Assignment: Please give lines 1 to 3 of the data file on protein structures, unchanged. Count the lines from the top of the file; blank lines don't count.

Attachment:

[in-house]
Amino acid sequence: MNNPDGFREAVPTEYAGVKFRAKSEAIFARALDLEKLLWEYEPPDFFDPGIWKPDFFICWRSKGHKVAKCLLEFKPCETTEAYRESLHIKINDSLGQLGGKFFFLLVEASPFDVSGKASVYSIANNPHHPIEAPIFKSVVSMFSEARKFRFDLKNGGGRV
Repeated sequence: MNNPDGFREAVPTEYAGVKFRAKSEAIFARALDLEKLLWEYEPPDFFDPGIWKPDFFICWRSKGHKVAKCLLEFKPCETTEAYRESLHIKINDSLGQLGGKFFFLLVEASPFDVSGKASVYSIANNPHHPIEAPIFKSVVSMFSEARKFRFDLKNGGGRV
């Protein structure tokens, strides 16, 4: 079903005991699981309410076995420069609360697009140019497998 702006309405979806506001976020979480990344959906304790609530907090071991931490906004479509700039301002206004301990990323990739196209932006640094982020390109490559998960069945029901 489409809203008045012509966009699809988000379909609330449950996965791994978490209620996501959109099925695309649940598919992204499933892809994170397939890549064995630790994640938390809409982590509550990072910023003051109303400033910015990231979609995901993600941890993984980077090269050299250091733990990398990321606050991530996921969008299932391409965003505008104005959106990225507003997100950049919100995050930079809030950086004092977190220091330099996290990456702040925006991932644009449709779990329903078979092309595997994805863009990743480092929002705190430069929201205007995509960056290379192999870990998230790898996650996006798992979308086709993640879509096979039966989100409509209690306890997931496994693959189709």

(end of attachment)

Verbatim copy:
[in-house]
Amino acid sequence: MNNPDGFREAVPTEYAGVKFRAKSEAIFARALDLEKLLWEYEPPDFFDPGIWKPDFFICWRSKGHKVAKCLLEFKPCETTEAYRESLHIKINDSLGQLGGKFFFLLVEASPFDVSGKASVYSIANNPHHPIEAPIFKSVVSMFSEARKFRFDLKNGGGRV
Repeated sequence: MNNPDGFREAVPTEYAGVKFRAKSEAIFARALDLEKLLWEYEPPDFFDPGIWKPDFFICWRSKGHKVAKCLLEFKPCETTEAYRESLHIKINDSLGQLGGKFFFLLVEASPFDVSGKASVYSIANNPHHPIEAPIFKSVVSMFSEARKFRFDLKNGGGRV